The Southwestern Historical Quarterly, Volume 59, July 1955 - April, 1956 Page: 533
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ranching industry." What can be lamented are the errors and
inconsistencies in spelling, the inaccuracies in dates, and the
piecemeal treatment given the histories of men and ranches.
A worthy service has been rendered by the author in that he
has collected and reproduced on forty-four pages photographs of
persons, horses, ranch houses, and range scenes; these along with
five maps which show the location and extent of dozens of ranch
properties, presumably as they were in the late 1940's, make the
study a valuable addition to the collector of Texana and to the
mid-century reader who might have wondered just where the
large ranch properties are and how they got that way.
WILLIAM M. PEARCE
Texas Technological College
The Big Bend Country of Texas. By Virginia Madison. Albu-
querque (University of New Mexico Press), 1955- Pp.
xv+263. Illustrations, bibliography, and index. $4.50.
Background, experience, and training uniquely equip Mrs.
Virginia Madison to write of the Big Bend country. A perceptive
native daughter of arid West Texas, she has the feel of the land
and an understanding of the people who dared to challenge an
environment that was at the least uncooperative and at the most
hostile to the advance of civilized occupation. As a native daughter
transplanted to the different world of metropolitan New York,
she can be forgiven the possessiveness she feels for "Mrs. Madison's
Texas." As a matter of fact, the fantastic Big Bend country char-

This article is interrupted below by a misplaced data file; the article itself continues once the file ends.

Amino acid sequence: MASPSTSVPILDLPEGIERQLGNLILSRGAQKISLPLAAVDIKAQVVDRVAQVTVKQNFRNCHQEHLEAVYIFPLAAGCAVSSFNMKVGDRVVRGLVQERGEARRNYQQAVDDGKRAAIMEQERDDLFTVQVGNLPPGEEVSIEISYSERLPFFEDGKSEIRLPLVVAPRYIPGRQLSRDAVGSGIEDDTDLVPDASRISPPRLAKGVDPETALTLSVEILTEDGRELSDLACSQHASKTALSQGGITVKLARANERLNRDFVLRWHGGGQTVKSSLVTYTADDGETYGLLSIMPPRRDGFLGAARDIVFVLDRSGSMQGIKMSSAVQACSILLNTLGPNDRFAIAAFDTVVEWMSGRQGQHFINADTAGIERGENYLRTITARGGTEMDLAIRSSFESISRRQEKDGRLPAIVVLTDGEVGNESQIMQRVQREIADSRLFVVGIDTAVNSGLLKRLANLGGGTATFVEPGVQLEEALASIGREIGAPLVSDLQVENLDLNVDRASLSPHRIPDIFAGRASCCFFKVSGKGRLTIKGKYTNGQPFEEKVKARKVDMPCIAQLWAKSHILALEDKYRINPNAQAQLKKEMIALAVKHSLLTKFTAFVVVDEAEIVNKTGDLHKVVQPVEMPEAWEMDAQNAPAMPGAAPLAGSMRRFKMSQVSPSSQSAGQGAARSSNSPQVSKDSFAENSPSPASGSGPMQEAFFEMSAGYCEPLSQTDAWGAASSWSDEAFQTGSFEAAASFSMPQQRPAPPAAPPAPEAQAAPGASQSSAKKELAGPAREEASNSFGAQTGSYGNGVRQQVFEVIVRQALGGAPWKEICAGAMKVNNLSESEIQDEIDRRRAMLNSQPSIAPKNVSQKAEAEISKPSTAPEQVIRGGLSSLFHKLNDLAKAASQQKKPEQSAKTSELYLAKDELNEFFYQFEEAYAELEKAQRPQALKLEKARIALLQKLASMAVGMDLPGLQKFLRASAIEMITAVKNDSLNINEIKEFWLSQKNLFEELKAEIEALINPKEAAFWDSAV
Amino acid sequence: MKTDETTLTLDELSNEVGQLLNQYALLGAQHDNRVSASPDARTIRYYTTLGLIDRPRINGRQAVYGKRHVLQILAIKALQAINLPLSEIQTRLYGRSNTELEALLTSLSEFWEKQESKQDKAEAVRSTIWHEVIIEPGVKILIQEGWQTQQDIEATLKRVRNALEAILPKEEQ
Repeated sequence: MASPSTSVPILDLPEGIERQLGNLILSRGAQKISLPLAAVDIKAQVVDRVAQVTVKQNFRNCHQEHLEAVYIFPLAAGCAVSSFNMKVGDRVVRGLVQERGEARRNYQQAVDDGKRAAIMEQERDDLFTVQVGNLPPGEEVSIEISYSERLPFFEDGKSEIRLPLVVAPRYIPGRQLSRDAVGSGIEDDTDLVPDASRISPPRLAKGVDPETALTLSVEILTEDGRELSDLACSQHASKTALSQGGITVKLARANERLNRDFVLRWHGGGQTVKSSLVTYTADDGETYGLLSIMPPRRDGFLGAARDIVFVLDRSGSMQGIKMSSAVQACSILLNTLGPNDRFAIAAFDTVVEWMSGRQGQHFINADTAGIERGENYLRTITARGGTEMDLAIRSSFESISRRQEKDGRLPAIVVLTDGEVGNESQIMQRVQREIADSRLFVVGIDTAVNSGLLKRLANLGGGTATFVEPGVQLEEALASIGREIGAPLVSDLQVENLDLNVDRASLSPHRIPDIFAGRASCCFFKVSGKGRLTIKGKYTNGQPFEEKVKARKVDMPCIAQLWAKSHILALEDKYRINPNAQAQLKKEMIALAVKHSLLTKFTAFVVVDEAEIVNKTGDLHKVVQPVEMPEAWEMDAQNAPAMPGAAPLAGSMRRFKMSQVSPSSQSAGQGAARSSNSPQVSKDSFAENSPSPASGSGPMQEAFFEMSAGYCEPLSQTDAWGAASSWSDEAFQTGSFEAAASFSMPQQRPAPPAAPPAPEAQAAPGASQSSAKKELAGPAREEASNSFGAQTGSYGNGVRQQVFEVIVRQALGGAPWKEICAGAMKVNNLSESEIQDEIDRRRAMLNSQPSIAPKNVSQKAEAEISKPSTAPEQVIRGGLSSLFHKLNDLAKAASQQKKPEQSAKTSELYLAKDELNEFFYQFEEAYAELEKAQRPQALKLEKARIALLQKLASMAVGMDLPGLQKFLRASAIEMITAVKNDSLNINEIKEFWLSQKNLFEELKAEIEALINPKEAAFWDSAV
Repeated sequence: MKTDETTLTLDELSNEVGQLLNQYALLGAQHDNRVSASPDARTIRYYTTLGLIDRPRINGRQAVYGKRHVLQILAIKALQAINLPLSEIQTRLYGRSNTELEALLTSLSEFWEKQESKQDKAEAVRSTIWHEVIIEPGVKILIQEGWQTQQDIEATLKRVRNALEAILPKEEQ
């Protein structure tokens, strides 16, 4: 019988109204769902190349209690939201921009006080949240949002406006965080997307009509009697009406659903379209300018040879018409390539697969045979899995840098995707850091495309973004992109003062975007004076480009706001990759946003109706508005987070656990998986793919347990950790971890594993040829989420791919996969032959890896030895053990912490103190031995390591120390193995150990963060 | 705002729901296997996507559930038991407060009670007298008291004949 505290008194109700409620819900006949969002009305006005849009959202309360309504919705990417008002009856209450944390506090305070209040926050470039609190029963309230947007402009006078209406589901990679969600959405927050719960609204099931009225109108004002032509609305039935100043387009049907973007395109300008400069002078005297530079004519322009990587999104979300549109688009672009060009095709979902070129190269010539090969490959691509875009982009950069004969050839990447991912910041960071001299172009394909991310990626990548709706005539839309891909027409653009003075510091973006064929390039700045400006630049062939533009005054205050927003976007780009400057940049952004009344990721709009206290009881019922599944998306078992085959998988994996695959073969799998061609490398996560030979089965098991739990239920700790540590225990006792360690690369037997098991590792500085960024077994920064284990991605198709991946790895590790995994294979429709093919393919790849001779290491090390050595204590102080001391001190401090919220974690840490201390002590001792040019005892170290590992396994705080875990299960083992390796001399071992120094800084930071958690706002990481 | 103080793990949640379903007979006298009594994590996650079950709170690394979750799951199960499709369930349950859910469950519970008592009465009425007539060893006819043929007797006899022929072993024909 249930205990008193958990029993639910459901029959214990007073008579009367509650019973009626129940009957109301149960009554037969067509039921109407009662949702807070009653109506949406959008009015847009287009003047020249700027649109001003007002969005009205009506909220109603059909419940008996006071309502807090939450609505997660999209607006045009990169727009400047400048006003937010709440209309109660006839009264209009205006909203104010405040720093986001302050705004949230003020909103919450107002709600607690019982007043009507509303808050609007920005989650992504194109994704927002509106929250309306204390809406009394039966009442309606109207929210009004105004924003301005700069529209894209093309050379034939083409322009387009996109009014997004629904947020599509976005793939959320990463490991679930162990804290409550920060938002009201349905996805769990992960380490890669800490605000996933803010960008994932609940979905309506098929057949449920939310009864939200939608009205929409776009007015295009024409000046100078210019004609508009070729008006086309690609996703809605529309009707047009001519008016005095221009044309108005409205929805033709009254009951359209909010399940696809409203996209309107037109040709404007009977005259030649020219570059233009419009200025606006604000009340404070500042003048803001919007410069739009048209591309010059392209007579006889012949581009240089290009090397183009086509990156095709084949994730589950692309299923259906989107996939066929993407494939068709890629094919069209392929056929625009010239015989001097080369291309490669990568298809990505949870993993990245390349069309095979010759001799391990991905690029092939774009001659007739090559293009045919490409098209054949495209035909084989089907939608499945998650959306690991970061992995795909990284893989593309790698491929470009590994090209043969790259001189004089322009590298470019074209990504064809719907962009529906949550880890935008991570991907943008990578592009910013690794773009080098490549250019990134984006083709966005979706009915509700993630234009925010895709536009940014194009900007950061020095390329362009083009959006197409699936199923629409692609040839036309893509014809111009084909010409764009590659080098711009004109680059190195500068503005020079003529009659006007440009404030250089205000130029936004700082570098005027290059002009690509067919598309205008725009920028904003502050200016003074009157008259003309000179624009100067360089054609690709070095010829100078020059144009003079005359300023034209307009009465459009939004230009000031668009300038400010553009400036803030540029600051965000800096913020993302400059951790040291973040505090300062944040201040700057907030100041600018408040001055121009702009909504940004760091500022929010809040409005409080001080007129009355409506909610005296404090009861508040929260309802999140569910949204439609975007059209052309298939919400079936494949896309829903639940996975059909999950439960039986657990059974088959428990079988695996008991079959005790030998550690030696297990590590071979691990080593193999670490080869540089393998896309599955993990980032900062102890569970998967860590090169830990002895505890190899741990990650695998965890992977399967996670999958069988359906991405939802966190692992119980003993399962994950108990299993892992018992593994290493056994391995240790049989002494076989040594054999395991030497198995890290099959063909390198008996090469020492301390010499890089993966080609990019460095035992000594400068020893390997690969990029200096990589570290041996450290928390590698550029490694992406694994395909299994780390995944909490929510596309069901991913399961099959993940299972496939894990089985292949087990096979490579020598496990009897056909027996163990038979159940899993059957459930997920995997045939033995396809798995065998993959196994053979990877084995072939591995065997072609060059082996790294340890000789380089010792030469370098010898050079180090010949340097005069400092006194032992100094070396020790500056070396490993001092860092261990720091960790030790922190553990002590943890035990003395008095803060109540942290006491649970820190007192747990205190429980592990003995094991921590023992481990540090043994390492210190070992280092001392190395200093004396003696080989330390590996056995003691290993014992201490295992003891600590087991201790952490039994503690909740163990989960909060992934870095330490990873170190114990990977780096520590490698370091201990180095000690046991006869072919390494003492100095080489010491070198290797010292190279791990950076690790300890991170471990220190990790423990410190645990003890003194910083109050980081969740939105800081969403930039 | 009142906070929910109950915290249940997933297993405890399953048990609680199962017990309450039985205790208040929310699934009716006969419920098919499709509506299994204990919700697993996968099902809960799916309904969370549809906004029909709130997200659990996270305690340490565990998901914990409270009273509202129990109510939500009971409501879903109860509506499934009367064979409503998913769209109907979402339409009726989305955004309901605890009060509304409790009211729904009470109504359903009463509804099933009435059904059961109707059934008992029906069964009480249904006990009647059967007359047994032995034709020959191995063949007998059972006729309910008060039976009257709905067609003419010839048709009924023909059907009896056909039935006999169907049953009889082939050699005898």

acteristically inspires this nostalgic reaction, and readers of Mrs.
Madison's book who have also become champions of the region
will feel no resentment, but rather they will thank her for captur-
ing its spirit and expressing, at least partially, their own attach-
ment to this land of startling contrasts and baffling contradictions.
The organization of The Big Bend Country combines a basic
chronological narrative with a topical approach to various specific
developments in the history of the region. After a brief, general
appraisal of the Big Bend and its residents, Mrs. Madison con-
siders the aboriginal life of the region, the Spanish and Mexican
influences, legends of the viejos, lawlessness, and the Anglo-Amer-
ican occupation. The treatment becomes increasingly more topical
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Texas State Historical Association. The Southwestern Historical Quarterly, Volume 59, July 1955 - April, 1956, periodical, 1956; Austin, Texas. (texashistory.unt.edu/ark:/67531/metapth101162/m1/565/: accessed August 21, 2017), University of North Texas Libraries, The Portal to Texas History, texashistory.unt.edu; crediting Texas State Historical Association.